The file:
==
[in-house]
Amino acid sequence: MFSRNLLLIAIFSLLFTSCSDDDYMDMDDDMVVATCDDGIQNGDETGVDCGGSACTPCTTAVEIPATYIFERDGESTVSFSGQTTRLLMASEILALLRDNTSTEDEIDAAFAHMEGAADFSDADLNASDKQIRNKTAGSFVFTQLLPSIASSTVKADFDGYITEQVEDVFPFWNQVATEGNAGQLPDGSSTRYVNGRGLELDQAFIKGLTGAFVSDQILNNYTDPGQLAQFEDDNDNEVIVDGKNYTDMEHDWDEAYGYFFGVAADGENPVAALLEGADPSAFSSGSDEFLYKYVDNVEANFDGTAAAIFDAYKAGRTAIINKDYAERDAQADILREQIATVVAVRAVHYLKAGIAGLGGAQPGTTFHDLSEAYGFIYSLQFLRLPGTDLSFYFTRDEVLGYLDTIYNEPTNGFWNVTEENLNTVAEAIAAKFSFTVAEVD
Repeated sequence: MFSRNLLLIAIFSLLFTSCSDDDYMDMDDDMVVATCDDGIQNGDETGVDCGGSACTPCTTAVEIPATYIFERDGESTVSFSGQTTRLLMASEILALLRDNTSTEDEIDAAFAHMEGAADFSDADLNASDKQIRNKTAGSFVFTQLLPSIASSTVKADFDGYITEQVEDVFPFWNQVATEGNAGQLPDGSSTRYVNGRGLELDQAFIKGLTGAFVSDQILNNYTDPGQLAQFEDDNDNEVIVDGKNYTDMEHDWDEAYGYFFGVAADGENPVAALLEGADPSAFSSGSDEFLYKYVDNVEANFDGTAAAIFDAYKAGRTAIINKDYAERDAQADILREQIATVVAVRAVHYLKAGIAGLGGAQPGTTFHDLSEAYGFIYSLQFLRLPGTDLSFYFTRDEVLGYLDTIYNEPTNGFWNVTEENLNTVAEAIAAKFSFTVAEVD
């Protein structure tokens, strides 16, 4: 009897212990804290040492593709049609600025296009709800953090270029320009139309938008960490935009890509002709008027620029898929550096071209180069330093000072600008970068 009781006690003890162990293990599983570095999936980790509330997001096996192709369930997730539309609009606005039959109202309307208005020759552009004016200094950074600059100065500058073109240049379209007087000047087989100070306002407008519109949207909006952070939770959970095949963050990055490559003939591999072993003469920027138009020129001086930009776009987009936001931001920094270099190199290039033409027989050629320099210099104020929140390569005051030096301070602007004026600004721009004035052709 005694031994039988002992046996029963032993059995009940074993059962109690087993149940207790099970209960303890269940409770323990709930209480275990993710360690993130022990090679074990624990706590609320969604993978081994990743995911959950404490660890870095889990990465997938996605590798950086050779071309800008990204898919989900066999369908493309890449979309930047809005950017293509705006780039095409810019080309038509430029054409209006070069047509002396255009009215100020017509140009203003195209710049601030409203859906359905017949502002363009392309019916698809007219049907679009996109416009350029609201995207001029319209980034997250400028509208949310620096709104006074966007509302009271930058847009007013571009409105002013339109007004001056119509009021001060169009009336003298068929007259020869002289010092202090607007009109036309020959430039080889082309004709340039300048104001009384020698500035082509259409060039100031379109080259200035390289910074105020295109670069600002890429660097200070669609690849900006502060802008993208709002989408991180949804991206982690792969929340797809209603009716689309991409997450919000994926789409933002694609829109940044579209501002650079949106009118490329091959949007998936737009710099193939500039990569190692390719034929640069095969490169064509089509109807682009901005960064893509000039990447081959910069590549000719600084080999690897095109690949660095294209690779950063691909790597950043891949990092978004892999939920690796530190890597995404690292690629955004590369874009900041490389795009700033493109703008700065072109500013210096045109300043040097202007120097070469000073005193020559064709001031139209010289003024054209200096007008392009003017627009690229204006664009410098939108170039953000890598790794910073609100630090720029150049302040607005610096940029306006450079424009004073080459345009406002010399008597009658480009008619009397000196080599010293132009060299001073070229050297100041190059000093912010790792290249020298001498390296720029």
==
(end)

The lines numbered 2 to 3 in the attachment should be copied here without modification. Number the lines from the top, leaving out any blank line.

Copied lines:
Amino acid sequence: MFSRNLLLIAIFSLLFTSCSDDDYMDMDDDMVVATCDDGIQNGDETGVDCGGSACTPCTTAVEIPATYIFERDGESTVSFSGQTTRLLMASEILALLRDNTSTEDEIDAAFAHMEGAADFSDADLNASDKQIRNKTAGSFVFTQLLPSIASSTVKADFDGYITEQVEDVFPFWNQVATEGNAGQLPDGSSTRYVNGRGLELDQAFIKGLTGAFVSDQILNNYTDPGQLAQFEDDNDNEVIVDGKNYTDMEHDWDEAYGYFFGVAADGENPVAALLEGADPSAFSSGSDEFLYKYVDNVEANFDGTAAAIFDAYKAGRTAIINKDYAERDAQADILREQIATVVAVRAVHYLKAGIAGLGGAQPGTTFHDLSEAYGFIYSLQFLRLPGTDLSFYFTRDEVLGYLDTIYNEPTNGFWNVTEENLNTVAEAIAAKFSFTVAEVD
Repeated sequence: MFSRNLLLIAIFSLLFTSCSDDDYMDMDDDMVVATCDDGIQNGDETGVDCGGSACTPCTTAVEIPATYIFERDGESTVSFSGQTTRLLMASEILALLRDNTSTEDEIDAAFAHMEGAADFSDADLNASDKQIRNKTAGSFVFTQLLPSIASSTVKADFDGYITEQVEDVFPFWNQVATEGNAGQLPDGSSTRYVNGRGLELDQAFIKGLTGAFVSDQILNNYTDPGQLAQFEDDNDNEVIVDGKNYTDMEHDWDEAYGYFFGVAADGENPVAALLEGADPSAFSSGSDEFLYKYVDNVEANFDGTAAAIFDAYKAGRTAIINKDYAERDAQADILREQIATVVAVRAVHYLKAGIAGLGGAQPGTTFHDLSEAYGFIYSLQFLRLPGTDLSFYFTRDEVLGYLDTIYNEPTNGFWNVTEENLNTVAEAIAAKFSFTVAEVD